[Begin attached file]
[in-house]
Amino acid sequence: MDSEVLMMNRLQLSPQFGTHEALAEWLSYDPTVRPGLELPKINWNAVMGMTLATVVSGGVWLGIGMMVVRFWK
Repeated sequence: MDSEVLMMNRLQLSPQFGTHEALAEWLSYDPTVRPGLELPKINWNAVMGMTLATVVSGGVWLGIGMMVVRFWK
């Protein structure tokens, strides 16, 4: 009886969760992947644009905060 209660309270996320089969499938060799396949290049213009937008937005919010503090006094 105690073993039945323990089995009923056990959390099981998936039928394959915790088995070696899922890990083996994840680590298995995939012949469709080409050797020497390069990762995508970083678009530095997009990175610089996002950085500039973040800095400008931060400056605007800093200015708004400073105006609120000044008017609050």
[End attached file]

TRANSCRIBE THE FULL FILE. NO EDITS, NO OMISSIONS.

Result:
[in-house]
Amino acid sequence: MDSEVLMMNRLQLSPQFGTHEALAEWLSYDPTVRPGLELPKINWNAVMGMTLATVVSGGVWLGIGMMVVRFWK
Repeated sequence: MDSEVLMMNRLQLSPQFGTHEALAEWLSYDPTVRPGLELPKINWNAVMGMTLATVVSGGVWLGIGMMVVRFWK
């Protein structure tokens, strides 16, 4: 009886969760992947644009905060 209660309270996320089969499938060799396949290049213009937008937005919010503090006094 105690073993039945323990089995009923056990959390099981998936039928394959915790088995070696899922890990083996994840680590298995995939012949469709080409050797020497390069990762995508970083678009530095997009990175610089996002950085500039973040800095400008931060400056605007800093200015708004400073105006609120000044008017609050």